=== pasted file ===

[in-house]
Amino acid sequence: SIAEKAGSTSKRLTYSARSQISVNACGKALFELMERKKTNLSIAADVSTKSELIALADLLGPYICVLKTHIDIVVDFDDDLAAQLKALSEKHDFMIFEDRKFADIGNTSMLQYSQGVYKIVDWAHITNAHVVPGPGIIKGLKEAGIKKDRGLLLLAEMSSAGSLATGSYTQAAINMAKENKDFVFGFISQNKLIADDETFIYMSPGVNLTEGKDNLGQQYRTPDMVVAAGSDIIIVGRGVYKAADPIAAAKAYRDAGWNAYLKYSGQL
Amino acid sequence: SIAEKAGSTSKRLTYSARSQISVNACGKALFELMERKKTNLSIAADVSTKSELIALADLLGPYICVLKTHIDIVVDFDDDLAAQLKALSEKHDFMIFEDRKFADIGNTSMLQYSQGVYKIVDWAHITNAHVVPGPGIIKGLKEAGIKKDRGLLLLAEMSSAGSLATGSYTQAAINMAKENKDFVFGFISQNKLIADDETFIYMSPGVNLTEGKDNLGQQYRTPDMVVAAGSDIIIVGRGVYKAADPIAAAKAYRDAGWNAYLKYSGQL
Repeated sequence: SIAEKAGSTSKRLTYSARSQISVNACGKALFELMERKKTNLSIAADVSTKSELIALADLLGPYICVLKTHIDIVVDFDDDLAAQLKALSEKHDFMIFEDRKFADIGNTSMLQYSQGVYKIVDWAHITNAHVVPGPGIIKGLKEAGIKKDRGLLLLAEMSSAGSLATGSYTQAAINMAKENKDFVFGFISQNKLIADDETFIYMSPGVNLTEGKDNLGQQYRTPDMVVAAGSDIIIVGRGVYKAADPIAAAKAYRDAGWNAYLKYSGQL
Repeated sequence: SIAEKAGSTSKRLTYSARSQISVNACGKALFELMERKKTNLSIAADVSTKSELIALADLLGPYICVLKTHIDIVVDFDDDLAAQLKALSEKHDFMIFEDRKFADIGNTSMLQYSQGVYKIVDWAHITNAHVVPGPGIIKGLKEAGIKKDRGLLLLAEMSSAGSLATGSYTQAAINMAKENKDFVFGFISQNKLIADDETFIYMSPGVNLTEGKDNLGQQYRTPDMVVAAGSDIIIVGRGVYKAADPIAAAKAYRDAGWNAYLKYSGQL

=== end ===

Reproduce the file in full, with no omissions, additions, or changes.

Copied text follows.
[in-house]
Amino acid sequence: SIAEKAGSTSKRLTYSARSQISVNACGKALFELMERKKTNLSIAADVSTKSELIALADLLGPYICVLKTHIDIVVDFDDDLAAQLKALSEKHDFMIFEDRKFADIGNTSMLQYSQGVYKIVDWAHITNAHVVPGPGIIKGLKEAGIKKDRGLLLLAEMSSAGSLATGSYTQAAINMAKENKDFVFGFISQNKLIADDETFIYMSPGVNLTEGKDNLGQQYRTPDMVVAAGSDIIIVGRGVYKAADPIAAAKAYRDAGWNAYLKYSGQL
Amino acid sequence: SIAEKAGSTSKRLTYSARSQISVNACGKALFELMERKKTNLSIAADVSTKSELIALADLLGPYICVLKTHIDIVVDFDDDLAAQLKALSEKHDFMIFEDRKFADIGNTSMLQYSQGVYKIVDWAHITNAHVVPGPGIIKGLKEAGIKKDRGLLLLAEMSSAGSLATGSYTQAAINMAKENKDFVFGFISQNKLIADDETFIYMSPGVNLTEGKDNLGQQYRTPDMVVAAGSDIIIVGRGVYKAADPIAAAKAYRDAGWNAYLKYSGQL
Repeated sequence: SIAEKAGSTSKRLTYSARSQISVNACGKALFELMERKKTNLSIAADVSTKSELIALADLLGPYICVLKTHIDIVVDFDDDLAAQLKALSEKHDFMIFEDRKFADIGNTSMLQYSQGVYKIVDWAHITNAHVVPGPGIIKGLKEAGIKKDRGLLLLAEMSSAGSLATGSYTQAAINMAKENKDFVFGFISQNKLIADDETFIYMSPGVNLTEGKDNLGQQYRTPDMVVAAGSDIIIVGRGVYKAADPIAAAKAYRDAGWNAYLKYSGQL
Repeated sequence: SIAEKAGSTSKRLTYSARSQISVNACGKALFELMERKKTNLSIAADVSTKSELIALADLLGPYICVLKTHIDIVVDFDDDLAAQLKALSEKHDFMIFEDRKFADIGNTSMLQYSQGVYKIVDWAHITNAHVVPGPGIIKGLKEAGIKKDRGLLLLAEMSSAGSLATGSYTQAAINMAKENKDFVFGFISQNKLIADDETFIYMSPGVNLTEGKDNLGQQYRTPDMVVAAGSDIIIVGRGVYKAADPIAAAKAYRDAGWNAYLKYSGQL